It was a picture of domestic bliss, 8,000ft above sea level on the slopes overlooking the Great Rift Valley in Kenya. Outside a modest brick-built chalet at Lornah Kiplagat's High Altitude Training Centre in Iten, two pairs of red-dusted running shoes were propped against the doorstep and a selection of vests, shorts and socks were hanging from the washing line.
For four weeks before Christmas and four weeks after, this was home for Helen Clitheroe and her "roomie."
"Yeah, we had a cosy little room, sharing a wardrobe and not much space," Clitheroe said. "I've known Paula for a long time and it was great to get to know her even better. She's somebody I look up to in athletics."
Six weeks after the completion of the Great Britain training camp, Paula – Paula Radcliffe – is in Albuquerque in the United States preparing for next month's Vienna Half Marathon, her selection for the Olympic marathon assured. Clitheroe is here in Turkey, seeking to reap the reward of all those hard yards at high altitude when she runs in the 3,000 metres at the World Indoor Championships tomorrow and on Saturday and Sunday.
A year ago, after two stints in Iten, the Preston Harrier emerged as the unlikely British hero of the European Indoor Championships in Paris, winning the 3,000m at the age of 37. In the process, she opened up the prospect of a career as an outdoor 5,000m runner and making the Olympic grade – like Radcliffe – as a 38-year-old.
Clitheroe now has an Olympic 5,000m qualifying time in the bag, having made the World Championship final last summer. An Olympian as a 1500m runner in 2000 and as a 3,000m steeplechaser in 2008, the former lifeguard is closing on her dream of a home Olympic appearance. She is doing so as one of the unfunded heroes of the British track and field team.
Clitheroe's European indoor 3,000m victory earned her the inaugural Inspiration Award at the British Athletics Writers' Association's awards last autumn, but when it came to the UK Athletics hierarchy deciding the recipients of Lottery money for 2012, "it was disappointing not to be back on funding," she said. "But I'm just carrying on doing what I've been doing."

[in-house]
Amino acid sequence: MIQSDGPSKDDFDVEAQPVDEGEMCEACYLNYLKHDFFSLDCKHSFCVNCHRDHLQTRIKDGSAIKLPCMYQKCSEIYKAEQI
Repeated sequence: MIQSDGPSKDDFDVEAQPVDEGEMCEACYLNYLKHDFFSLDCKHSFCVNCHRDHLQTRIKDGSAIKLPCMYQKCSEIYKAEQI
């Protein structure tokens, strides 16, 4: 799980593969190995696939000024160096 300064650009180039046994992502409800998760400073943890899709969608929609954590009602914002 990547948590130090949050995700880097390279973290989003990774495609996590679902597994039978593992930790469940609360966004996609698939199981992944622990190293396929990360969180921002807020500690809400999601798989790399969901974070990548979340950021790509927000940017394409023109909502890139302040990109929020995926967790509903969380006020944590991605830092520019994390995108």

Supported by her husband, Neil, a PE teacher, and guided by her coach, John Nuttall, Clitheroe is quick to acknowledge the benefit she has gained from being included in the altitude training camps jointly funded by UK Athletics and the London Marathon.
"It's had a massive bearing on my changing fortunes over the last 12 months," she said. "It's the cumulative effect. It really has worked for me."
Given the strength of the East African opposition – not least from Ethiopian Meserat Defar, who will be chasing a record-equalling fifth world indoor crown – it would be expecting a lot for Clitheroe to make the podium in Istanbul. Still, she is one of the leading non-African entrants and she is not only looking to those home Olympics, but to another lease of running life beyond.
"I'm not thinking of London as the finish line," she said. "I'm thinking of trying a marathon."
Which would set the inspirational Lancastrian off down a path well trodden by her celebrated "roomie".
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